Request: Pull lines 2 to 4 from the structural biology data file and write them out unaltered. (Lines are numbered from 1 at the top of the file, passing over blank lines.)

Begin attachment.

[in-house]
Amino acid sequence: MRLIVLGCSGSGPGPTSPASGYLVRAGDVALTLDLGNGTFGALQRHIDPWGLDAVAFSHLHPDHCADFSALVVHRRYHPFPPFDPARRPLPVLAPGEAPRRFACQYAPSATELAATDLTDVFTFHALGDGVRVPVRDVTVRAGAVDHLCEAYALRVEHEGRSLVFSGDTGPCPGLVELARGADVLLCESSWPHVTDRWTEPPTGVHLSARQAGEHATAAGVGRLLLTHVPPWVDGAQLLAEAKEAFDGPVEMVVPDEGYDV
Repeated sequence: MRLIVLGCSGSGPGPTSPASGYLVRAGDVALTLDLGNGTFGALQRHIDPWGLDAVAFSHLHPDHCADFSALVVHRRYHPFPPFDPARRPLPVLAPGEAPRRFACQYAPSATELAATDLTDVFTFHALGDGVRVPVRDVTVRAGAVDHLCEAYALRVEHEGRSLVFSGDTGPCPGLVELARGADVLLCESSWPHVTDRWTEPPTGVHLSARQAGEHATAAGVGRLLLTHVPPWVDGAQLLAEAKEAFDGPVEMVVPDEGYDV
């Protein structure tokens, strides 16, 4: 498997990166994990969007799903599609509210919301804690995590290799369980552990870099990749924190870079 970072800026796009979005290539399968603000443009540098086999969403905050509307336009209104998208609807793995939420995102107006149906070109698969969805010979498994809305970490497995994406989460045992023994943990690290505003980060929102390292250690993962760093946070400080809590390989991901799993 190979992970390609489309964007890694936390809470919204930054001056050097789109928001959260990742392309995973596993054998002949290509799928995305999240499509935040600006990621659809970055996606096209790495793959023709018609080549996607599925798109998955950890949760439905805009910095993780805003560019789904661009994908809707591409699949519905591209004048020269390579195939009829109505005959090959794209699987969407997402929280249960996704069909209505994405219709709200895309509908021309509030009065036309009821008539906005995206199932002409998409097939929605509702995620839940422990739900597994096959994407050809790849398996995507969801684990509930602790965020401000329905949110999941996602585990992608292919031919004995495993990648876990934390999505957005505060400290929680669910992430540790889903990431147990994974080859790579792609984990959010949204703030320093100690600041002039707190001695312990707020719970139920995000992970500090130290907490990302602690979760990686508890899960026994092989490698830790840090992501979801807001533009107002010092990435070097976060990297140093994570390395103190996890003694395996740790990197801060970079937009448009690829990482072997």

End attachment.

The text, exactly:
Amino acid sequence: MRLIVLGCSGSGPGPTSPASGYLVRAGDVALTLDLGNGTFGALQRHIDPWGLDAVAFSHLHPDHCADFSALVVHRRYHPFPPFDPARRPLPVLAPGEAPRRFACQYAPSATELAATDLTDVFTFHALGDGVRVPVRDVTVRAGAVDHLCEAYALRVEHEGRSLVFSGDTGPCPGLVELARGADVLLCESSWPHVTDRWTEPPTGVHLSARQAGEHATAAGVGRLLLTHVPPWVDGAQLLAEAKEAFDGPVEMVVPDEGYDV
Repeated sequence: MRLIVLGCSGSGPGPTSPASGYLVRAGDVALTLDLGNGTFGALQRHIDPWGLDAVAFSHLHPDHCADFSALVVHRRYHPFPPFDPARRPLPVLAPGEAPRRFACQYAPSATELAATDLTDVFTFHALGDGVRVPVRDVTVRAGAVDHLCEAYALRVEHEGRSLVFSGDTGPCPGLVELARGADVLLCESSWPHVTDRWTEPPTGVHLSARQAGEHATAAGVGRLLLTHVPPWVDGAQLLAEAKEAFDGPVEMVVPDEGYDV
């Protein structure tokens, strides 16, 4: 498997990166994990969007799903599609509210919301804690995590290799369980552990870099990749924190870079 970072800026796009979005290539399968603000443009540098086999969403905050509307336009209104998208609807793995939420995102107006149906070109698969969805010979498994809305970490497995994406989460045992023994943990690290505003980060929102390292250690993962760093946070400080809590390989991901799993 190979992970390609489309964007890694936390809470919204930054001056050097789109928001959260990742392309995973596993054998002949290509799928995305999240499509935040600006990621659809970055996606096209790495793959023709018609080549996607599925798109998955950890949760439905805009910095993780805003560019789904661009994908809707591409699949519905591209004048020269390579195939009829109505005959090959794209699987969407997402929280249960996704069909209505994405219709709200895309509908021309509030009065036309009821008539906005995206199932002409998409097939929605509702995620839940422990739900597994096959994407050809790849398996995507969801684990509930602790965020401000329905949110999941996602585990992608292919031919004995495993990648876990934390999505957005505060400290929680669910992430540790889903990431147990994974080859790579792609984990959010949204703030320093100690600041002039707190001695312990707020719970139920995000992970500090130290907490990302602690979760990686508890899960026994092989490698830790840090992501979801807001533009107002010092990435070097976060990297140093994570390395103190996890003694395996740790990197801060970079937009448009690829990482072997």